Sunday, April 24, 2016

Sundays at Starbucks

It's hard to imagine that I have been have #CreativeConversations every week since 2011.  At first our meetings were in person and they weren't necessarily weekly, but we did meet and when we did it was usually for more than an hour, but we got stuff done.  We wrote.  We chatted about writing.  It was glorious.  Then my "writing partner" (I love saying that, it makes me sound like a real writer) moved, yet we still met, thank goodness for the age of the internet and Skype.  We kept to our weekly schedule, only diverging from it when one of us was travelling or had a gig.  We were awesome. Although I don't think I've ever actually finished a piece of writing, I was writing for at lease 20 minutes on Sundays.  Which, when you think of it is kinda weird.  

We would start our calls with catching up on our week's and seeing what the other had accomplished (writing or not) and then do some sort of writing exercise that I had found or we would talk through any problems that came up for us, then we would write.  Skype windows open, each writing silently (or sometimes not depending what was on iTunes).  I would set my timer for 20 minutes and we would go.  I would usually distract myself with something else, saying I was doing research on the internet and then get caught up in the minute details, of say a name and it's origin, and before you knew it the timer would be going off.  Most days we agreed to go for another 15 minutes because "I just need to finish this brilliant thought", then the timer would ring again.  We would stop, feeling inspired and accomplished and read our latest masterpiece to each other.  No judgments or suggestions, just questions of what drew me in and what I wanted to know or about.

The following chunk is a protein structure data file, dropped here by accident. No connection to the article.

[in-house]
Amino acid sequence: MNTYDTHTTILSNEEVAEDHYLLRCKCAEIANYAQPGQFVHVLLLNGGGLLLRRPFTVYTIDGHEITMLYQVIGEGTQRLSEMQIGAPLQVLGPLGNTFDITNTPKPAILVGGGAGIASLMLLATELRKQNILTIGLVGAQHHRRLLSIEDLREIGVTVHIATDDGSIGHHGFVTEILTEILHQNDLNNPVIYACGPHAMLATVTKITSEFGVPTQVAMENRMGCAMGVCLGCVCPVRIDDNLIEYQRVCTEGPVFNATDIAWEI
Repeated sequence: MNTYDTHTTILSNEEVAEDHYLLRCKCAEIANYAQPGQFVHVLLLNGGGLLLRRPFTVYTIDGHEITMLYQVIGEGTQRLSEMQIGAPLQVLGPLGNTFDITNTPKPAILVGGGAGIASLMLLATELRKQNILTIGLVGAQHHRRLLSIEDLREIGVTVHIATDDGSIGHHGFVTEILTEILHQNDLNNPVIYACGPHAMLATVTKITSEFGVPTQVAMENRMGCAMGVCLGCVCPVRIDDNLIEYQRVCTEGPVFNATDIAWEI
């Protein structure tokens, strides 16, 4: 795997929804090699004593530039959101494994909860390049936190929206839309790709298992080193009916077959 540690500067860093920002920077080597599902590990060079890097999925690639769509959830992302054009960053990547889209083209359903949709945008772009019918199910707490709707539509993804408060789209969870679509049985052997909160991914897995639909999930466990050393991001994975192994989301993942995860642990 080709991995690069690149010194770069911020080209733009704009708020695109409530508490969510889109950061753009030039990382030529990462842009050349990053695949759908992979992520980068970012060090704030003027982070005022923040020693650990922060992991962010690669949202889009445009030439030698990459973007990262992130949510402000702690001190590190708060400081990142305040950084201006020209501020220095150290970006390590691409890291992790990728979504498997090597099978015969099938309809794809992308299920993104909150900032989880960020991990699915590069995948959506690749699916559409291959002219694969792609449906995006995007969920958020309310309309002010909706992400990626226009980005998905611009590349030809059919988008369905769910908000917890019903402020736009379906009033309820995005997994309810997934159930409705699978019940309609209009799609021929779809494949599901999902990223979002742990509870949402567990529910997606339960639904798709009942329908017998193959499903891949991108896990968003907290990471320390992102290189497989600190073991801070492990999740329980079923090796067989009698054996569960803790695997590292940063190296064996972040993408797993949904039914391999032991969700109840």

Throughout the years, we have made moves and travelled, yet still met.  Our priorities have changed, yet I still revel in my now Sunday morning meetings that are set in my Google calendar with no ending date.  We don't write anymore, because some of our priorities have become clearer thanks to these meetings, but we meet none the less.  We celebrate each other's weekly accomplishments and keep fingers crossed for each other's amazing opportunities that are occuring that week.  

I found myself thinking deeply about this friendship this week and how fortunate I am.  I was thinking of friendships past and present and how they evolve.  How does one define a best friend and why?  I still consider my roommate from college my best friend, yet I haven't spoken to her in a year, except for the odd "LIKE" on Facebook and brief Messenger conversations.  I have to stop myself from sending buying those break-apart "best friend" novelty items, because I don't know our "BFF Status".  That was Best Friends Forever, wasn't it? 

Does that still make her my best friend?  I also still consider a friend from high school a very close friend, yet our relationship is even less than my best friend's.  Yet, I love my writing partner and have never thought of it as a best friendship, yet by my teen definition she would be. 

As an adult woman do you still have a bestie?  Let me know in the comments below.

'til next time